True North is the first important release of 2013, and it is an excellent work by Greg Graffin and all the other guys. There are many good songs and You is really exciting. No bad songs, although I don't like Vanity very much. Obviously it's not No Control, but it sounds very good. Full Review »
  2. Feb 23, 2013
    8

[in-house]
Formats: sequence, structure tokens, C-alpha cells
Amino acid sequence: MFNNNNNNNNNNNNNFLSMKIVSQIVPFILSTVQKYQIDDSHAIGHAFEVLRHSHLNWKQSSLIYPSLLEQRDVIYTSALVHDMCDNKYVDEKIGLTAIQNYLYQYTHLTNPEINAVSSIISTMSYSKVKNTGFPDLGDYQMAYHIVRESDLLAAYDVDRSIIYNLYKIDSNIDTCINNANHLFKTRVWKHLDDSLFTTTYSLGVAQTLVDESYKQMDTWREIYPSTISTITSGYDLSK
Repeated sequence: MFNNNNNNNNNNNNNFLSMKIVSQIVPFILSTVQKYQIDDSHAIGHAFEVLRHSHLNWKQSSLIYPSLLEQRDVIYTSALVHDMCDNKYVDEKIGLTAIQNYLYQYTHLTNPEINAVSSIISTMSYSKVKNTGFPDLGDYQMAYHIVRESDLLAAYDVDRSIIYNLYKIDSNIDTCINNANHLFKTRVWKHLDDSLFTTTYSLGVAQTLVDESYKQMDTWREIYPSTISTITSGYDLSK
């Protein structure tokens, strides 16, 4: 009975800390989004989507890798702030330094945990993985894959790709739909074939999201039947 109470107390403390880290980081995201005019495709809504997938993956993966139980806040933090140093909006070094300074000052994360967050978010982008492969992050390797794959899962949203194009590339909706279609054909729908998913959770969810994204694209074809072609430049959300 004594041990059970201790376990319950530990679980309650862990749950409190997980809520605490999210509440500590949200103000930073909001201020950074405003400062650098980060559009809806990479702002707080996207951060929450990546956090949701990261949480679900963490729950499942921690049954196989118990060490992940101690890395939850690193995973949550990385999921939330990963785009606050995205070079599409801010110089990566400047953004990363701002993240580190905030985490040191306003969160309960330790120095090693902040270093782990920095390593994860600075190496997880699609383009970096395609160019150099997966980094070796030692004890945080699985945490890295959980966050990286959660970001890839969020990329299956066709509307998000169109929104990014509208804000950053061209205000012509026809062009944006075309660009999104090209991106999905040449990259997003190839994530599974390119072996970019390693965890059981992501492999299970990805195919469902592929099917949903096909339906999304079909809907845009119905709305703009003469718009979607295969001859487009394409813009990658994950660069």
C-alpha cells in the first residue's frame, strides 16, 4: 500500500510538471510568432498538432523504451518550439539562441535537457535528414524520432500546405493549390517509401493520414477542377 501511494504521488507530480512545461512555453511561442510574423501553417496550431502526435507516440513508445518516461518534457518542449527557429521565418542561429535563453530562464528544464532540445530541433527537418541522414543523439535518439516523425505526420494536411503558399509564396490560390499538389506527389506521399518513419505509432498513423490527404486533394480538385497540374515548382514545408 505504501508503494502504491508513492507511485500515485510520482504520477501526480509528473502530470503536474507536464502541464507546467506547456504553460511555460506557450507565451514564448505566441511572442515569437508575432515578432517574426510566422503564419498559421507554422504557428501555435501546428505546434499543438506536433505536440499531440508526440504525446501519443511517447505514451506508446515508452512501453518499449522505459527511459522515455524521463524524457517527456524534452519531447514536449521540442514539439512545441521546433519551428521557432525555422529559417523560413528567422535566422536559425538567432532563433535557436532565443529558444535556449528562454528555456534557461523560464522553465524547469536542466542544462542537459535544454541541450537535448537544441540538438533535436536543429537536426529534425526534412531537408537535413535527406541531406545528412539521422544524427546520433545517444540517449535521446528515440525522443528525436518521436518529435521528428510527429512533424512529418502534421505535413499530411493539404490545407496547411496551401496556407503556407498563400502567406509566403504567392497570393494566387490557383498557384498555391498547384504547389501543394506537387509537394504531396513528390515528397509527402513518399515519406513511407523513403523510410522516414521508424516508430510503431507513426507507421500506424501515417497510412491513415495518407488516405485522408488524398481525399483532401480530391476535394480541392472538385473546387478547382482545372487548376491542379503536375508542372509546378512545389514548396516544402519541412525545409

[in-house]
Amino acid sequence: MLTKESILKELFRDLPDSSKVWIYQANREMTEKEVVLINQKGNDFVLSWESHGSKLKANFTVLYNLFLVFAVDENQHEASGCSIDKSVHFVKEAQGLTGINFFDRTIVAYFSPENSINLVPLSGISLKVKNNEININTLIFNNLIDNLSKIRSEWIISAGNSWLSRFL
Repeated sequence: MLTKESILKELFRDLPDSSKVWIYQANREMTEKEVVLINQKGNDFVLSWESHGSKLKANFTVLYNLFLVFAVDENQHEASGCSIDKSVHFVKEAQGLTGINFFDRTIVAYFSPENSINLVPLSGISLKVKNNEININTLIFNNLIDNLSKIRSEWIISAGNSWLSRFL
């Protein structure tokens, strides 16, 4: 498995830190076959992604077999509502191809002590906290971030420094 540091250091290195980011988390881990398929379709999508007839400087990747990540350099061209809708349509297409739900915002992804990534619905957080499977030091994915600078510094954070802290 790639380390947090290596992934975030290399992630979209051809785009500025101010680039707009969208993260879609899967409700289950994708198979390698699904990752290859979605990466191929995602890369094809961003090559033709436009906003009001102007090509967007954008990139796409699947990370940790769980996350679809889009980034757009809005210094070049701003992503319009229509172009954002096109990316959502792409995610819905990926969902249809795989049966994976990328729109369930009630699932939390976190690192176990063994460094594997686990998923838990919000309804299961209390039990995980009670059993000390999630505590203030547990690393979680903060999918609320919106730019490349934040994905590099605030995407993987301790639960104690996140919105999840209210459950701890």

Even though I'm Christian I have no problem with music with a generally anti-religious message as long as it's done with originality, maturity and intelligence rather than the usual methods of condescending, ridiculing and being overall obnoxious about it. Luckily Bad Religion has always been an excpetion for me. Their messages of liberation, secular progression of society and calling out political corruption remain passionate, inspired and articulate 30+ years later. They seek to vent and educate rather than poke fun and mock. And when I say they’re intelligent, I mean they’re REALLY intelligent. As in I literally had to have dictionary.com on standby for some of the stuff songwriters Greg Graffin (vocals) and Brett Gurewitz (guitar/vocals) had to say. Which is somewhat understandable considering Greg’s recent side-gig as a university professor. Like I said, this band has been putting out albums since 1982 and has never gone more than 3 years without releasing an album, with the exception of a short mid-80s hiatus. And yet after all these years they still manage to sound interesting and compelling, which is a hard task, especially for a punk band that’s rarely changed up their style. Normally I don’t like when a band always sticks to the same style because they’ll inevitably stagnate and become boring. Somehow though Bad Religion seems to be an exception for this rule as well, at least from what I’ve heard (I’m not as well-versed with their back catalog as I’d like to be as of now). They still manage to create songs that are equal parts sincere, impactful, energetic and catchy, an element that some punk bands/purists seem to stupidly confuse for “selling out”. I greatly appreciate this because it makes their messages easier to swallow even if you don’t 100% agree with them, like myself. Another impressive aspect of this band and this album is their use of 3-part vocal harmonies. These group vocal arrangements create a great effect that soar perfectly over the speeding power chords. This is most notable on tracks like Hello Cruel World, In Their Hearts Is Right and the title track. Each track on this album has a similar fast punk-rock formula, with only one track, the more mid-paced Hello Cruel World, clocking in at over 3 minutes. It blazes through 16 tracks in 35 minutes while making nearly nothing feel rushed or underdeveloped. This is aided by Greg’s powerful and blunt vocal delivery. He makes sure that every word is heard clearly while rarely overenunciating or coming off obnoxious. Still, despite all this political and anti-religious passion, my favorite song here is probably the aptly titled F*ck You. The best thing about this song is about how rather than being a generic punk rock “fuq da man” type song, the lyrics go into detail as to what psychologically causes one to want to say the titular phrase and why it’s so satisfying to say. It’s a rather interesting if short literary study. Lyrical topics elsewhere include the greed of the upper class (Robin Hood in Reverse and Land of Endless Greed), deconstructions of the moral compass (True North, In Their Hearts Is Right and Past Is Dead) and questioning of a higher power (Dept. of False Hope and Popular Consensus). If there’s 1 complaint to be had it’s that even at a short 35 minutes, the punk-rock effect starts to wear off by the end of the album from lack of breaks tempo-wise (with the exception of Hello Cruel World), and as a result it feels rather front-loaded. Still, the overall end product is a very satisfying listen, full of the passion, wit, energy and hooks one would look for in a Bad Religion album. Top 5 songs: You, Hello Cruel World, True North, Robin Hood in Reverse, In Their Hearts Is Right. Rating: 85/100. Full Review »